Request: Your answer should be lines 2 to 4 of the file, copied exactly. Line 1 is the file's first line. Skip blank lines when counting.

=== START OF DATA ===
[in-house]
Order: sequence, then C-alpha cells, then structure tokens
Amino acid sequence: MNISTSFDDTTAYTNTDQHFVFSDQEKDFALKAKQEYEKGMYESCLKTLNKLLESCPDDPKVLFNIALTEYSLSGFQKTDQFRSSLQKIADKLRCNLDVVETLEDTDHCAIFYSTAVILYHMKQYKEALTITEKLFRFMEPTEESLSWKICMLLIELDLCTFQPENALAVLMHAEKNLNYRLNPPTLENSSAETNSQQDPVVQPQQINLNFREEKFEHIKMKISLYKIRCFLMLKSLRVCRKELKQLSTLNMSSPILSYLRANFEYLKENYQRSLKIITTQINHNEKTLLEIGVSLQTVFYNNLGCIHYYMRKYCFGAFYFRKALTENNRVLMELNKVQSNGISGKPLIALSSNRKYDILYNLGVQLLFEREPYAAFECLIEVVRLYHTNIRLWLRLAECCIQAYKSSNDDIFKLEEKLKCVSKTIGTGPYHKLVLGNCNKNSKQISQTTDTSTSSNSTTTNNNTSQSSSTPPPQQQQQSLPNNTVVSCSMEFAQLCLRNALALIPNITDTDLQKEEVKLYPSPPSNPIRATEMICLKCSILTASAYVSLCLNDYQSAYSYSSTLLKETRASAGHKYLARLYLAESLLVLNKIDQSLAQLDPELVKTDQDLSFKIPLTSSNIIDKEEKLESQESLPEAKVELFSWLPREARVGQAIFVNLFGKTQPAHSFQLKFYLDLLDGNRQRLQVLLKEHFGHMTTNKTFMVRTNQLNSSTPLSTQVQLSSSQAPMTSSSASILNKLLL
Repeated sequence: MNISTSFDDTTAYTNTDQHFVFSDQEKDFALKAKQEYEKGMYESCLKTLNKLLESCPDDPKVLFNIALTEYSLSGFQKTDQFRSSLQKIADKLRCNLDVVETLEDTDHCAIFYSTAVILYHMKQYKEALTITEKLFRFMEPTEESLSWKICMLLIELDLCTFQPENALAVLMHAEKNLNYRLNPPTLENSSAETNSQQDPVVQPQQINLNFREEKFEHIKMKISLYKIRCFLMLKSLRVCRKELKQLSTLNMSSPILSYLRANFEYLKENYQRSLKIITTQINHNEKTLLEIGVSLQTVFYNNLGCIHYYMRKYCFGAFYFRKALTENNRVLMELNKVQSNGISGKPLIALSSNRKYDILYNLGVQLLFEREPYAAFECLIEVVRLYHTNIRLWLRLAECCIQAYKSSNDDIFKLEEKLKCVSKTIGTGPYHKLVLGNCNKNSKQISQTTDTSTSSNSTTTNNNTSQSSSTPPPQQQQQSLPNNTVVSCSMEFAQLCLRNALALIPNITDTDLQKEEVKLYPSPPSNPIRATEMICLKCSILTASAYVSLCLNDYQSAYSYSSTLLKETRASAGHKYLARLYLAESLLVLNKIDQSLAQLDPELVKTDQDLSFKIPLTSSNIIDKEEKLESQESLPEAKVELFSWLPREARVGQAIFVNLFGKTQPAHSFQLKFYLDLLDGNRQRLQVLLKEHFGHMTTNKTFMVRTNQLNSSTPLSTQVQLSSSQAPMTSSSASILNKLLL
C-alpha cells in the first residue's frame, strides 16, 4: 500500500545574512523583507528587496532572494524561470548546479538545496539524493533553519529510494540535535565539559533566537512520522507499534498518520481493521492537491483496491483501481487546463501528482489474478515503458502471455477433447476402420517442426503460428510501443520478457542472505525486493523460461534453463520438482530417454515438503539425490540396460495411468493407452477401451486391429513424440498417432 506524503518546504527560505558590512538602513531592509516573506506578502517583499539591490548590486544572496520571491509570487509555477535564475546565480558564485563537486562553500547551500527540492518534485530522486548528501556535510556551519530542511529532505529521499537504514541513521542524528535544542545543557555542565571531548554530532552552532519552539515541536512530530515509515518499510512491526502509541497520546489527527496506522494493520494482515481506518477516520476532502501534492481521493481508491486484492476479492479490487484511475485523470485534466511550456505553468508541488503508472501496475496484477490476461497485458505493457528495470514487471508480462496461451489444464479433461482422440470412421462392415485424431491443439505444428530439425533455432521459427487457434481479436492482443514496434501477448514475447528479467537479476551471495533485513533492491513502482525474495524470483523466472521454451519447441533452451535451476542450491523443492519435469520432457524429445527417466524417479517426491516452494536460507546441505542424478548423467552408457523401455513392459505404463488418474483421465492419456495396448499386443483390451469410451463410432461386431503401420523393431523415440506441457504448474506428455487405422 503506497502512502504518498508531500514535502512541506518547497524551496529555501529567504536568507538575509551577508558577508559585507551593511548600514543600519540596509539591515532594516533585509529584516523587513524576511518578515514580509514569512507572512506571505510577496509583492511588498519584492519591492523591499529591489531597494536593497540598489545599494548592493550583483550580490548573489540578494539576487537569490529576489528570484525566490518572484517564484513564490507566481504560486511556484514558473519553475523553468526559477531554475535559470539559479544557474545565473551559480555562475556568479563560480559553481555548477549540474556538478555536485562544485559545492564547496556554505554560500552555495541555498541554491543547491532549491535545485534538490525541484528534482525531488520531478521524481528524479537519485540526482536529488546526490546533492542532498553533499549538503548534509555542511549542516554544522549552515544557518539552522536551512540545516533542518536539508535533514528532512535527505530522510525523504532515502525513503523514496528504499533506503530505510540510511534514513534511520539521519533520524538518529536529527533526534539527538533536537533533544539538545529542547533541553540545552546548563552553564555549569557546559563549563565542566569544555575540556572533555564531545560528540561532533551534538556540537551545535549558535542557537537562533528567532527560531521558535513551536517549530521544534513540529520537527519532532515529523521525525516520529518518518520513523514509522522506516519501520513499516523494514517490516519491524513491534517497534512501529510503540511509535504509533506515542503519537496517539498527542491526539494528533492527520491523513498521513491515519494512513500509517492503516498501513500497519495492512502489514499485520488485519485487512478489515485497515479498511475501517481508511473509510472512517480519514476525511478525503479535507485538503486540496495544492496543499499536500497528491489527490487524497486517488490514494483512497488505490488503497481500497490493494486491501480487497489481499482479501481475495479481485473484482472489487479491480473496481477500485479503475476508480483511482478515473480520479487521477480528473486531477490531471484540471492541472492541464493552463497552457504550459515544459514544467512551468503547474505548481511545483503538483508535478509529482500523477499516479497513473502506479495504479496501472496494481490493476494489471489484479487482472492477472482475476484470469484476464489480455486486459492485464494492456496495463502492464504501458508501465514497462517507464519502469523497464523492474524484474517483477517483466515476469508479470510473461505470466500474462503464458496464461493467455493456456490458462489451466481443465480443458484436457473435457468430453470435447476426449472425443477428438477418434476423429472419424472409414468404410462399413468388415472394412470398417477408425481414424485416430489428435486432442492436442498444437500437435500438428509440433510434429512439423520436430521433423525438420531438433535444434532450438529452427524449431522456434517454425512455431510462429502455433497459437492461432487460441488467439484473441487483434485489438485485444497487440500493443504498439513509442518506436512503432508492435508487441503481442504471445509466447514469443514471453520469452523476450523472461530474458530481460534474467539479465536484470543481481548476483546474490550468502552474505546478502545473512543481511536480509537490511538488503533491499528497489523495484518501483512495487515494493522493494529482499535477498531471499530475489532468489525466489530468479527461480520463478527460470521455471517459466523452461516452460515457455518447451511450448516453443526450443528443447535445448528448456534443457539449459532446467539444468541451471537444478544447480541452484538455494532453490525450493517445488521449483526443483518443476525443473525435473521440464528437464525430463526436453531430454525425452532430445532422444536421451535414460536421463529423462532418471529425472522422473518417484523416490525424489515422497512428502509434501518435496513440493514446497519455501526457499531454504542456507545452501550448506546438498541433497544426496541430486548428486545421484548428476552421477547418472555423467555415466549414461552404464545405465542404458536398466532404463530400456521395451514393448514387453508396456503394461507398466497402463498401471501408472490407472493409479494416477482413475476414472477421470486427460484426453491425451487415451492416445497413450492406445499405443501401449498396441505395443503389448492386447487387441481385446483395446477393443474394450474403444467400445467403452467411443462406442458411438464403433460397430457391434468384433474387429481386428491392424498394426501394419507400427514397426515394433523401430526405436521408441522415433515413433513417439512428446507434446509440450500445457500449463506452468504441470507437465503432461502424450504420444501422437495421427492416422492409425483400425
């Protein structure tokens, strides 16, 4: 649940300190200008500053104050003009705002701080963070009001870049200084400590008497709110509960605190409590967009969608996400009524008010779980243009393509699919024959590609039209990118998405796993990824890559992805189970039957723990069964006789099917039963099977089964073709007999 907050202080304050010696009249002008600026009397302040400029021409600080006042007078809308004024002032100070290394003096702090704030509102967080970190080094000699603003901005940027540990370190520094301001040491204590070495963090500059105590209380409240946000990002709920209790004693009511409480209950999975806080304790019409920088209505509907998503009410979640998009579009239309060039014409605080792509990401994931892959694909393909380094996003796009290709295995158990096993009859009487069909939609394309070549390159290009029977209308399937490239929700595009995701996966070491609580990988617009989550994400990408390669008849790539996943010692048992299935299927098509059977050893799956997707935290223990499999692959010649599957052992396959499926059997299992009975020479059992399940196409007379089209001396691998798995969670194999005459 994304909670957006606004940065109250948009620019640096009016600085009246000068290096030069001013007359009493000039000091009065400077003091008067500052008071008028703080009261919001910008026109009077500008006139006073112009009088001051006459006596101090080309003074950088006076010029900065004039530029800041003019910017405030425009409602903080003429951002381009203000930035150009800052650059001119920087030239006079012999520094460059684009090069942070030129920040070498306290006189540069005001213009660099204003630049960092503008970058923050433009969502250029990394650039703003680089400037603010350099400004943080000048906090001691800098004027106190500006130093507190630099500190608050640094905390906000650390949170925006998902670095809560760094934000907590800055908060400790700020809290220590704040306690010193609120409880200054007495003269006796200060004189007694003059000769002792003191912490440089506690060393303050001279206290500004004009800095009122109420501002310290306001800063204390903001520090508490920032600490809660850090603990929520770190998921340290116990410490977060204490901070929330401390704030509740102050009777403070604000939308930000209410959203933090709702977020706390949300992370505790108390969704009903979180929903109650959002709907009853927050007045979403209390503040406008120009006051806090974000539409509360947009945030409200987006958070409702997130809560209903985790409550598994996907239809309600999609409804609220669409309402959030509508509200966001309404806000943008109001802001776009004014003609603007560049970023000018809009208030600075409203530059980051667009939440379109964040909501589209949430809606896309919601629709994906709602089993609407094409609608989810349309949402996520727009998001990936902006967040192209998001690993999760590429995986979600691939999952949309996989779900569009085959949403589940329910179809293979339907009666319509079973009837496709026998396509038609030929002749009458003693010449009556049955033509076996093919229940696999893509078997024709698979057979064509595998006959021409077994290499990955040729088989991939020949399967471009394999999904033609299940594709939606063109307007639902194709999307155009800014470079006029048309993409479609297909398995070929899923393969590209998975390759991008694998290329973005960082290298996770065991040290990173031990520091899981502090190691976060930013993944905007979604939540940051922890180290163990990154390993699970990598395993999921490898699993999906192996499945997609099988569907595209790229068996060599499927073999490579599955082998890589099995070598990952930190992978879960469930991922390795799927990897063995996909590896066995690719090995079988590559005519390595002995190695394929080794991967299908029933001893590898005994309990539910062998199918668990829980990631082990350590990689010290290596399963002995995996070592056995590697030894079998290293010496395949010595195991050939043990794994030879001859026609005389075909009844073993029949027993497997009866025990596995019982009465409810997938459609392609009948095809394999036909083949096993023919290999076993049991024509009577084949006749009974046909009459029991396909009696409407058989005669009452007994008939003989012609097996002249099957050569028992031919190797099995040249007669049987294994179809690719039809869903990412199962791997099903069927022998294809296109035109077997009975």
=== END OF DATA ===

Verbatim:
Order: sequence, then C-alpha cells, then structure tokens
Amino acid sequence: MNISTSFDDTTAYTNTDQHFVFSDQEKDFALKAKQEYEKGMYESCLKTLNKLLESCPDDPKVLFNIALTEYSLSGFQKTDQFRSSLQKIADKLRCNLDVVETLEDTDHCAIFYSTAVILYHMKQYKEALTITEKLFRFMEPTEESLSWKICMLLIELDLCTFQPENALAVLMHAEKNLNYRLNPPTLENSSAETNSQQDPVVQPQQINLNFREEKFEHIKMKISLYKIRCFLMLKSLRVCRKELKQLSTLNMSSPILSYLRANFEYLKENYQRSLKIITTQINHNEKTLLEIGVSLQTVFYNNLGCIHYYMRKYCFGAFYFRKALTENNRVLMELNKVQSNGISGKPLIALSSNRKYDILYNLGVQLLFEREPYAAFECLIEVVRLYHTNIRLWLRLAECCIQAYKSSNDDIFKLEEKLKCVSKTIGTGPYHKLVLGNCNKNSKQISQTTDTSTSSNSTTTNNNTSQSSSTPPPQQQQQSLPNNTVVSCSMEFAQLCLRNALALIPNITDTDLQKEEVKLYPSPPSNPIRATEMICLKCSILTASAYVSLCLNDYQSAYSYSSTLLKETRASAGHKYLARLYLAESLLVLNKIDQSLAQLDPELVKTDQDLSFKIPLTSSNIIDKEEKLESQESLPEAKVELFSWLPREARVGQAIFVNLFGKTQPAHSFQLKFYLDLLDGNRQRLQVLLKEHFGHMTTNKTFMVRTNQLNSSTPLSTQVQLSSSQAPMTSSSASILNKLLL
Repeated sequence: MNISTSFDDTTAYTNTDQHFVFSDQEKDFALKAKQEYEKGMYESCLKTLNKLLESCPDDPKVLFNIALTEYSLSGFQKTDQFRSSLQKIADKLRCNLDVVETLEDTDHCAIFYSTAVILYHMKQYKEALTITEKLFRFMEPTEESLSWKICMLLIELDLCTFQPENALAVLMHAEKNLNYRLNPPTLENSSAETNSQQDPVVQPQQINLNFREEKFEHIKMKISLYKIRCFLMLKSLRVCRKELKQLSTLNMSSPILSYLRANFEYLKENYQRSLKIITTQINHNEKTLLEIGVSLQTVFYNNLGCIHYYMRKYCFGAFYFRKALTENNRVLMELNKVQSNGISGKPLIALSSNRKYDILYNLGVQLLFEREPYAAFECLIEVVRLYHTNIRLWLRLAECCIQAYKSSNDDIFKLEEKLKCVSKTIGTGPYHKLVLGNCNKNSKQISQTTDTSTSSNSTTTNNNTSQSSSTPPPQQQQQSLPNNTVVSCSMEFAQLCLRNALALIPNITDTDLQKEEVKLYPSPPSNPIRATEMICLKCSILTASAYVSLCLNDYQSAYSYSSTLLKETRASAGHKYLARLYLAESLLVLNKIDQSLAQLDPELVKTDQDLSFKIPLTSSNIIDKEEKLESQESLPEAKVELFSWLPREARVGQAIFVNLFGKTQPAHSFQLKFYLDLLDGNRQRLQVLLKEHFGHMTTNKTFMVRTNQLNSSTPLSTQVQLSSSQAPMTSSSASILNKLLL